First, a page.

Open Arms provides more than 1,800 meals to those battling illness this Thanksgiving

Callan Gray
Updated: November 24, 2020 10:27 PM
Created: November 23, 2020 10:10 PM

Hands were hard at work at Open Arms of Minnesota leading up to Thanksgiving. Volunteers prepared more than 1,800 meals to deliver to those dealing with illness. 

“Many of them haven't left their house since March, said CEO Leah Hébert Welles. “For someone to come to their homes and say hello is absolutely critical.”

Throughout the year, the non-profit serves those who are undergoing chemotherapy, battling HIV or AIDS, have MS or are otherwise immunocompromised. They’re also helping those who test positive for COVID-19. 

“Open Arms is really trying to open our arms as wide as we can to help people who need to quarantine in their home, even if it's just for a little while,” said Hébert Welles. 

This holiday took 2,500 pounds of turkey, 120 gallons of cranberries, thousands of dinner rolls and more to meet the need. The meals were packed up and loaded into vehicles for delivery across the Twin Cities. 

“We feel really strongly that our clients get a message of hope, a message of caring,” said Hébert Welles. “We're bringing them a Thanksgiving dinner that's been made in our kitchen, making sure that we make contact with them and check-in and see how they're doing and wish them a Happy Thanksgiving.” 

Each person is also receiving a week’s worth of meals, as usual. Open Arms chefs cater to each person’s specific medical conditions. 

The kitchen is open seven days a week with five days of deliveries.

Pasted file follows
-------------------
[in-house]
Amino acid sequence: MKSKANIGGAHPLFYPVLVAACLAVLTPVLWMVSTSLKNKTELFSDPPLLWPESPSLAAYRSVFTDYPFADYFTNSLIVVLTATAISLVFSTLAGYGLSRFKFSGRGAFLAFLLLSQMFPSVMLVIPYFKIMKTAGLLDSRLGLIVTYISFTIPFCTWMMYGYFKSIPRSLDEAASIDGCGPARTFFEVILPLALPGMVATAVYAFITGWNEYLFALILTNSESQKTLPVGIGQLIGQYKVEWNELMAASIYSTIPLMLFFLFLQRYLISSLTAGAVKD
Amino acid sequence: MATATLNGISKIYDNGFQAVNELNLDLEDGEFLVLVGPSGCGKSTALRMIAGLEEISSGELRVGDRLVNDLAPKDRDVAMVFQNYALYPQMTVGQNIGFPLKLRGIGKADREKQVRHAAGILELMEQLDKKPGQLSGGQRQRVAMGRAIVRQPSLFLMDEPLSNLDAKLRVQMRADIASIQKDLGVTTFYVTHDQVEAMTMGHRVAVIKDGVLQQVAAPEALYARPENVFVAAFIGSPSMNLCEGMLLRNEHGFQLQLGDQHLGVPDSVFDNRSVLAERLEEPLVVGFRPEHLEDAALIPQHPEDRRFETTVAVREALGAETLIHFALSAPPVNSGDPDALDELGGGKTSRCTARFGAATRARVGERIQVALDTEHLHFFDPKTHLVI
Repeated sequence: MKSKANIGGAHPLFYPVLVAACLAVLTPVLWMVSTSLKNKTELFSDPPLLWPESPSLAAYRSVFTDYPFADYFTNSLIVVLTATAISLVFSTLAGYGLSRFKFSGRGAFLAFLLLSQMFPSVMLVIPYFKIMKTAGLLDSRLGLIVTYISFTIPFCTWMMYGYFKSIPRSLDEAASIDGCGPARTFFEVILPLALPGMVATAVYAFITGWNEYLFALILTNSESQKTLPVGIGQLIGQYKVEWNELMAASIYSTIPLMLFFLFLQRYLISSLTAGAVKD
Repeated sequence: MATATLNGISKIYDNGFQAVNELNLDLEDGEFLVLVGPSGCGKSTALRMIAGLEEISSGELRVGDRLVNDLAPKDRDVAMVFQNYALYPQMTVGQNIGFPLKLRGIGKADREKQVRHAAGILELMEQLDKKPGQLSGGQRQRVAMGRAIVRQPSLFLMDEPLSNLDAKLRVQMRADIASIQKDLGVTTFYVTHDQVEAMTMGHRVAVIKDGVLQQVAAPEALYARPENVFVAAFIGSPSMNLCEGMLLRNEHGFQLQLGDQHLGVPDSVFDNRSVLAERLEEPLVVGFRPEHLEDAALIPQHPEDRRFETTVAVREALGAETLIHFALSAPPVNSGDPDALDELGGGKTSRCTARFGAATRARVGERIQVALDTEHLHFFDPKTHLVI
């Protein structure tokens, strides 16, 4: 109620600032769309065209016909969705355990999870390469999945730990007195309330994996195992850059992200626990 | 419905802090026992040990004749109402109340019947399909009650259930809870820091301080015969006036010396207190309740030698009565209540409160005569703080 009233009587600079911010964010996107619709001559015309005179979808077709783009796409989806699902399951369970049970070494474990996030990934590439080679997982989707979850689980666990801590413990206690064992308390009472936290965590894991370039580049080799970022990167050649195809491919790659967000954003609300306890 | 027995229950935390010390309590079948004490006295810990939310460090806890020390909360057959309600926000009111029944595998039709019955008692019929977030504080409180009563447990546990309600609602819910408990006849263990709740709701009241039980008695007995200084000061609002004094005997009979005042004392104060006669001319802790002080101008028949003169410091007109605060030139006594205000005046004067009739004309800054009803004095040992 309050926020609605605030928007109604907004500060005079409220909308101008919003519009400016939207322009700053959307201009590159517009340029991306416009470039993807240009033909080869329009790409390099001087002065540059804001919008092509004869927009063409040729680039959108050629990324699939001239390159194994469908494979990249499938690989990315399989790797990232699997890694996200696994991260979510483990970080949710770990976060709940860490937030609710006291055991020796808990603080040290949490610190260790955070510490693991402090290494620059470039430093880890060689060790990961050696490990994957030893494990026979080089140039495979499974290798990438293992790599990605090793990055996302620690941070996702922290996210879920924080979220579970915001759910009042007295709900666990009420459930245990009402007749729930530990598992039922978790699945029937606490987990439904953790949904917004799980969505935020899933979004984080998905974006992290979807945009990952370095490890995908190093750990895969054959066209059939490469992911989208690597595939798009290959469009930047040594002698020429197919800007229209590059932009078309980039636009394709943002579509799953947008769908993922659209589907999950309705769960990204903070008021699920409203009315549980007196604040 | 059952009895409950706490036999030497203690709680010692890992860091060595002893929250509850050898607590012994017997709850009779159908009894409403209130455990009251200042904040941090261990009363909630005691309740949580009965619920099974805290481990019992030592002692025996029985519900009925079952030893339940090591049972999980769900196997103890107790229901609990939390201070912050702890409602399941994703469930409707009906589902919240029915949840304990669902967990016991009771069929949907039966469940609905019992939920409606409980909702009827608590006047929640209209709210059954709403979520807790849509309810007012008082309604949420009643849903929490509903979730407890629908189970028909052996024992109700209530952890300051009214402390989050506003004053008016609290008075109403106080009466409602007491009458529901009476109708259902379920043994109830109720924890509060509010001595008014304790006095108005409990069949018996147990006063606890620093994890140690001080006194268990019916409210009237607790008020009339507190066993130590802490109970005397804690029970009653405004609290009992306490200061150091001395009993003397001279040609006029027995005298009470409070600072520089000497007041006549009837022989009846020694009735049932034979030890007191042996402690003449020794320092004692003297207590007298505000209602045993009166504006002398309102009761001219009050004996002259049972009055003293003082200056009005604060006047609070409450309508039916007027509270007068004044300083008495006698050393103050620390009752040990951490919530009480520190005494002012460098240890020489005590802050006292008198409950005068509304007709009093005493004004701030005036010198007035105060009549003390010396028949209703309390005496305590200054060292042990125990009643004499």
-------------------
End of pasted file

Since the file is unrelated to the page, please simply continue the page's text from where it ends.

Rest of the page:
“It’s given me self-esteem, it's made me feel like a human being again,” said Suzy Schomburg, who lives in Minneapolis. 

She has Crohn’s disease, which she told 5 EYEWITNESS NEWS has been debilitating. Schomburg is 75 years old and also has problems with her hands that prevent her from cooking.

“It was very scary for me not to know where I was going to get any food and how I was going to last that way so it has been powerful for me,” she said of the Open Arms’ deliveries. 

During the pandemic, the non-profit has seen a 35 to 40 percent increase in demand for its meals. 

“So, of course, we need as much support as we can get,” said Hébert Welles. She told 5 EYEWITNESS NEWS that every $6.40 donated supports a meal for a client. 

On Give to the Max Day, some of the most well-known chefs in the Twin Cities shared Thanksgiving tips and stories as a way to raise money. Chefs Ann Kim, Gavin Kaysen, Jamie Malone, Justin Sutherland, and Anne Andrus all joined Stephanie March from Mpls-St.Paul Magazine for the live YouTube event.

“What they are doing is obviously beyond generous and really forward thinking,” said Chef Malone, owner of Grand Café. 

Schomburg has been receiving the meals for several months now and is looking forward to her Thanksgiving dinner.

“It's just been a highlight for me,” she said. “I think it's important that we all remember that we're here to feel blessed with what we are living with in this pandemic.”

She is one of about 1,500 clients of Open Arms is serving this holiday season. 

“We know there's lots of sick people out there that need food, we know that a lot of people need to stay home right now and quarantine so if we can be part of the solution right now, that is a blessing,” said Hébert Welles. 

The organization has more than 6,000 volunteers. Marjie Smith has been helping Open Arms for 19 years. 

“I started doing it for someone I knew who died of AIDS in the 90’s, it was a coworker who passed away,” she said. “I started doing it in his honor. This place just grabs ahold of your heart.”

Smith has helped with everything from food deliveries and cooking to reception. She told us she’s seen first-hand the impact it’s had on those they serve.

“[They’re] grateful, [they say] thank you, because it doesn’t cost them anything and if they’re ill it’s hard to go cook, it’s hard to shop, especially now,” she said. “To some extent we’re a wellness check … we might be the only people they see during this time and then we can say, yes they look good or this person is struggling.”

Smith encourages others to get involved. 

“You will be appreciated and it’s fun, love the people here,” she said.

To volunteer with Open Arms, click here


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